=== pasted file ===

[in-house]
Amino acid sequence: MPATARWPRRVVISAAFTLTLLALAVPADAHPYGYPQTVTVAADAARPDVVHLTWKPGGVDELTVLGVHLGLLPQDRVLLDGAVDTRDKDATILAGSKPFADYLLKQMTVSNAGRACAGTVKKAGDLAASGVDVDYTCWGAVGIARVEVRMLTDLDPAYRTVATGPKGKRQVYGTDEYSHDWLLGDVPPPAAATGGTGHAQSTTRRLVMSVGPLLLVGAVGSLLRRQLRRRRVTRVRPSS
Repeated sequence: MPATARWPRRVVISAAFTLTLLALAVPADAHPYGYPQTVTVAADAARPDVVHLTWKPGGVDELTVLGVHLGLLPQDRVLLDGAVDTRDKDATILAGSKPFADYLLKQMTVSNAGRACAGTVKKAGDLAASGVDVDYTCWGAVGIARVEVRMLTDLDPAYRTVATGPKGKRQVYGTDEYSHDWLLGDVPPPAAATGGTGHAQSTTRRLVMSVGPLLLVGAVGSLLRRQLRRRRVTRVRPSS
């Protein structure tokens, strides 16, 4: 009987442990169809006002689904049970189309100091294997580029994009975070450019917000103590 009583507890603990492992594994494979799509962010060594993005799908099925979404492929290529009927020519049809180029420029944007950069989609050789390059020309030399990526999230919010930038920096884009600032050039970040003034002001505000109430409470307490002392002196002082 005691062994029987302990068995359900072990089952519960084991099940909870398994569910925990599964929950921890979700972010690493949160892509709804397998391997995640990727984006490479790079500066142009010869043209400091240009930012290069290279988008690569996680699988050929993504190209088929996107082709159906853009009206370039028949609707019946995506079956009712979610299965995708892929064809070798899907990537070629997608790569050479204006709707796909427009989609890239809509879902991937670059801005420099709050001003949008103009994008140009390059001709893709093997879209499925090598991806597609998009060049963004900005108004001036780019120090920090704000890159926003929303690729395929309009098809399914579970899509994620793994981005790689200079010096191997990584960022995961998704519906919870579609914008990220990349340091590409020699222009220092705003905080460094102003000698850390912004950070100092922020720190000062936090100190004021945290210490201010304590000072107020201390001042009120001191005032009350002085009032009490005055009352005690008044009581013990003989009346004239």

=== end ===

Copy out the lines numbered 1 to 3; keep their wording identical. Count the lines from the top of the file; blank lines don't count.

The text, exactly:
[in-house]
Amino acid sequence: MPATARWPRRVVISAAFTLTLLALAVPADAHPYGYPQTVTVAADAARPDVVHLTWKPGGVDELTVLGVHLGLLPQDRVLLDGAVDTRDKDATILAGSKPFADYLLKQMTVSNAGRACAGTVKKAGDLAASGVDVDYTCWGAVGIARVEVRMLTDLDPAYRTVATGPKGKRQVYGTDEYSHDWLLGDVPPPAAATGGTGHAQSTTRRLVMSVGPLLLVGAVGSLLRRQLRRRRVTRVRPSS
Repeated sequence: MPATARWPRRVVISAAFTLTLLALAVPADAHPYGYPQTVTVAADAARPDVVHLTWKPGGVDELTVLGVHLGLLPQDRVLLDGAVDTRDKDATILAGSKPFADYLLKQMTVSNAGRACAGTVKKAGDLAASGVDVDYTCWGAVGIARVEVRMLTDLDPAYRTVATGPKGKRQVYGTDEYSHDWLLGDVPPPAAATGGTGHAQSTTRRLVMSVGPLLLVGAVGSLLRRQLRRRRVTRVRPSS